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Bush, Musharraf Dance Around Alleged U.S. Threat

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Bush, Musharraf Dance Around Alleged U.S. Threat


Bush, Musharraf Dance Around Alleged U.S. Threat

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  • <iframe src="" width="100%" height="290" frameborder="0" scrolling="no" title="NPR embedded audio player">
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We begin today with the diplomacy side of the war on terror. President Bush and Pakistan's president, General Pervez Musharraf, met at the White House today. Musharraf is seen by the White House as an important ally in the war on terrorism, but U.S. relations with Pakistan have often been strained since the 9/11 terror attacks.

But Presidents were asked this morning about reports that soon after 9/11 former Deputy Secretary of State Richard Armitage told Musharraf that if he did not help fight terrorism, the United States would bomb Pakistan back into the Stone Age.

President GEORGE W. BUSH: I don't know of any conversation that was reported in the newspaper like that. I just don't know about it.

President PERVEZ MUSHARRAF: I would like to - I'm launching my book on the 25th and I'm honor bound to Simon and Schuster not to comment on the book before that day.

(Soundbite of laughter)

President BUSH: In other words, buy the book, is what he's saying.

BRAND: NPR White House correspondent Don Gonyea joins us. Don, they certainly appeared friendly in that appearance, but what's going on behind the scenes in terms of the relationship between the U.S. and Pakistan.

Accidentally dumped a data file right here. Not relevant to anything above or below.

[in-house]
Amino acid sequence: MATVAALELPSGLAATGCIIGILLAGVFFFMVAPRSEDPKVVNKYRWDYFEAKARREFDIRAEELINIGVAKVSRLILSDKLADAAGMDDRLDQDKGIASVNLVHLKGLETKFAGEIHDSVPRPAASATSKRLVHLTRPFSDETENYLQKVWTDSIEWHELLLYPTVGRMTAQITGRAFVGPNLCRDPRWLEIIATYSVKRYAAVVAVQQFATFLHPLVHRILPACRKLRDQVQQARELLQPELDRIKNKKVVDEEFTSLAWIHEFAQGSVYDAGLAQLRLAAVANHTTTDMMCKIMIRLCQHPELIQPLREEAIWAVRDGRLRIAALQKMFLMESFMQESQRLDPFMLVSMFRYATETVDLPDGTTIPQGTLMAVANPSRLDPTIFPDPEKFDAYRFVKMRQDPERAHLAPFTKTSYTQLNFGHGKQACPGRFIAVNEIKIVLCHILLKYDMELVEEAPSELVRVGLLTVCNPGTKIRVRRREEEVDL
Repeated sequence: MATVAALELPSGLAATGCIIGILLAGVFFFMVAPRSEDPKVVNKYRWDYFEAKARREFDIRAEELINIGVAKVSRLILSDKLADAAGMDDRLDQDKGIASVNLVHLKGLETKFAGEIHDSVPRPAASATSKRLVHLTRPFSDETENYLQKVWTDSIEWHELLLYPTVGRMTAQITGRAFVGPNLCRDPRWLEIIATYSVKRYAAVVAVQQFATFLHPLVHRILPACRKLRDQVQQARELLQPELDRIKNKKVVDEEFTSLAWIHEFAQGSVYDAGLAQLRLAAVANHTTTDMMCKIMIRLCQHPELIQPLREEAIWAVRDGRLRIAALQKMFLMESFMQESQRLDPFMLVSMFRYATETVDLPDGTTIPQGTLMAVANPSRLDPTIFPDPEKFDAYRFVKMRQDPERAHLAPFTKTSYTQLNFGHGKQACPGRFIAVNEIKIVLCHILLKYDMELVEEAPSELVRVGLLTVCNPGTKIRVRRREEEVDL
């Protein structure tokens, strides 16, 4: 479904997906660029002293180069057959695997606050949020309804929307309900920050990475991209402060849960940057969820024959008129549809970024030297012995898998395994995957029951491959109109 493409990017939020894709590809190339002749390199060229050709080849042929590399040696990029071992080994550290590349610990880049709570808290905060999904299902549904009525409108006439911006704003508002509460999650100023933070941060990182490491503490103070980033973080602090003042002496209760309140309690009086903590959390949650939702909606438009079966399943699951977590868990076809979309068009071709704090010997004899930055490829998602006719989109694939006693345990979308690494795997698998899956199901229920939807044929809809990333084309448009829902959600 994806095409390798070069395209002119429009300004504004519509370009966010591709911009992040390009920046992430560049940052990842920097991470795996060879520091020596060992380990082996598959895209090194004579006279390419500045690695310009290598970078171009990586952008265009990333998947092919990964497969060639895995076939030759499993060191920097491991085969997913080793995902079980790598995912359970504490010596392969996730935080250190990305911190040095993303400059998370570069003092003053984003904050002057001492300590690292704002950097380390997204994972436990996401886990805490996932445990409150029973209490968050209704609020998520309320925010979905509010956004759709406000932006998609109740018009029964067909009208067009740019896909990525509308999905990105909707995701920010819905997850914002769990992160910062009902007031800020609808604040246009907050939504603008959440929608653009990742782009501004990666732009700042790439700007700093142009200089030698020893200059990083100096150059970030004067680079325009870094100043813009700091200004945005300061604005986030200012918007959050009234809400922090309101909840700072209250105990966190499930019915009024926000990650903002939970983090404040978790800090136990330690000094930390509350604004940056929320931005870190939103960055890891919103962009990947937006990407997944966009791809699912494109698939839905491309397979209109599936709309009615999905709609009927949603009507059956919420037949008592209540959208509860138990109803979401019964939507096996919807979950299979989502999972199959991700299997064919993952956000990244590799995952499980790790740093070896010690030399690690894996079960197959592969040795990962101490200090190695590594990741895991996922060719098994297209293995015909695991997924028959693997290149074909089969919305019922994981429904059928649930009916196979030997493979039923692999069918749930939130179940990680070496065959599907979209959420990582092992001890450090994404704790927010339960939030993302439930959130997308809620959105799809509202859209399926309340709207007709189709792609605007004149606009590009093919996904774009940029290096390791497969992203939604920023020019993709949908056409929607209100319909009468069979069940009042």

DON GONYEA: It was a casual, congenial moment. I have to tell you, I've been to a lot of news conferences with a lot of politicians, and I thought I had heard just about every way imaginable to avoid answering a direct question. It's the first time I've heard someone stand in the East Room in the White House - a head of state, no less - and said wait till the book comes out. It was a very bizarre moment.

But really in a more serious way it does kind of get to the crux of the relationship between these two leaders, these two countries. Musharraf has cooperated with the U.S. since 9/11. There have been complaints sometimes that it hasn't been enough. Sometimes he gets in trouble at home if he's, you know, seen as bending too much to the wills of the U.S. president. But all of that was on display today.

BRAND: And a dispute came up this week at the U.N. President Bush talked about possibly sending troops to Pakistan should there be any intelligence that Osama bin Laden is hiding out there, and Musharraf rejected that. So any developments of that?

GONYEA: Today they decided clearly to be on the same page on this issue. Both said, why are you focusing so much on strategy? Why not focus on the end goal that they both share, capturing Osama bin Laden?

Musharraf said that the U.S. and Pakistan, they're in the hunt together against these people, he called them. He says, why are bothering with the how-to and the tactics. He said, if it comes down and it's time to strike, he said Pakistan knows how to do what it needs to do.

BRAND: Well, it seems a difficult balancing act for Musharraf. He's to keep an eye back home on how his comments are playing out there, right?

GONYEA: And that is why it is so important for him to be here. And you could see, watching these two men side by side in the formal East Room of the White House - I wouldn't say President Bush was being differential. He was, though, really trying to make sure he was giving Musharraf the respect that an important ally in the war on terrorism has - has coming to them. And that's important for Musharraf to be able to have that signal sent back home.

BRAND: All right, NPR White House correspondent Don Gonyea, thank you.

GONYEA: My pleasure.

BRAND: And just a programming note later today. On most public radio stations ALL THINGS CONSIDERED will have an interview with Richard Armitage.

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